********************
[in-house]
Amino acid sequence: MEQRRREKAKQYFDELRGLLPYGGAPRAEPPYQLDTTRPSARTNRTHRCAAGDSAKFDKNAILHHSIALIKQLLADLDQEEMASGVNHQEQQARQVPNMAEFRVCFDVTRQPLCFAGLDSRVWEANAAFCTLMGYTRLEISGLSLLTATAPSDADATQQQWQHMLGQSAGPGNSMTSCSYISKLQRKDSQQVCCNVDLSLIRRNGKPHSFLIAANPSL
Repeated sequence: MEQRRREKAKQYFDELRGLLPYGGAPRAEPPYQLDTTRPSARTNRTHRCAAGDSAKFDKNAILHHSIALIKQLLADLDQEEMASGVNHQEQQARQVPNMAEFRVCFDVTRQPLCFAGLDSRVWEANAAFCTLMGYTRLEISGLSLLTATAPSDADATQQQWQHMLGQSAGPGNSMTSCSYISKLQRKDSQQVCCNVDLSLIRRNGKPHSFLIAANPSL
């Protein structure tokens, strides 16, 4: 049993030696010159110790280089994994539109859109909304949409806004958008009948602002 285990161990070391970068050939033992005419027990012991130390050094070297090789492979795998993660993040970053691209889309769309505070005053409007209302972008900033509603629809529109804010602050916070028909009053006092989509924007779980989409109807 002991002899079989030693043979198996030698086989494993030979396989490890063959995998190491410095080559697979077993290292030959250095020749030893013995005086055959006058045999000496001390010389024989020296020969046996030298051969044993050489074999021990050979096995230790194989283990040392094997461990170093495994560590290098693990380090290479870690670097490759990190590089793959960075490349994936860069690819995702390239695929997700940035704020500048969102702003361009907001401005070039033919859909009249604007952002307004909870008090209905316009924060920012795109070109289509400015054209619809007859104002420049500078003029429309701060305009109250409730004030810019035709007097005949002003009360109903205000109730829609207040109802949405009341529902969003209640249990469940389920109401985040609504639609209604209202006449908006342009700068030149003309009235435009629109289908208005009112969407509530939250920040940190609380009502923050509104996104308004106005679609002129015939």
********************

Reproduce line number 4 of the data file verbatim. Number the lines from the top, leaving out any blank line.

């Protein structure tokens, strides 16, 4: 049993030696010159110790280089994994539109859109909304949409806004958008009948602002 285990161990070391970068050939033992005419027990012991130390050094070297090789492979795998993660993040970053691209889309769309505070005053409007209302972008900033509603629809529109804010602050916070028909009053006092989509924007779980989409109807 002991002899079989030693043979198996030698086989494993030979396989490890063959995998190491410095080559697979077993290292030959250095020749030893013995005086055959006058045999000496001390010389024989020296020969046996030298051969044993050489074999021990050979096995230790194989283990040392094997461990170093495994560590290098693990380090290479870690670097490759990190590089793959960075490349994936860069690819995702390239695929997700940035704020500048969102702003361009907001401005070039033919859909009249604007952002307004909870008090209905316009924060920012795109070109289509400015054209619809007859104002420049500078003029429309701060305009109250409730004030810019035709007097005949002003009360109903205000109730829609207040109802949405009341529902969003209640249990469940389920109401985040609504639609209604209202006449908006342009700068030149003309009235435009629109289908208005009112969407509530939250920040940190609380009502923050509104996104308004106005679609002129015939």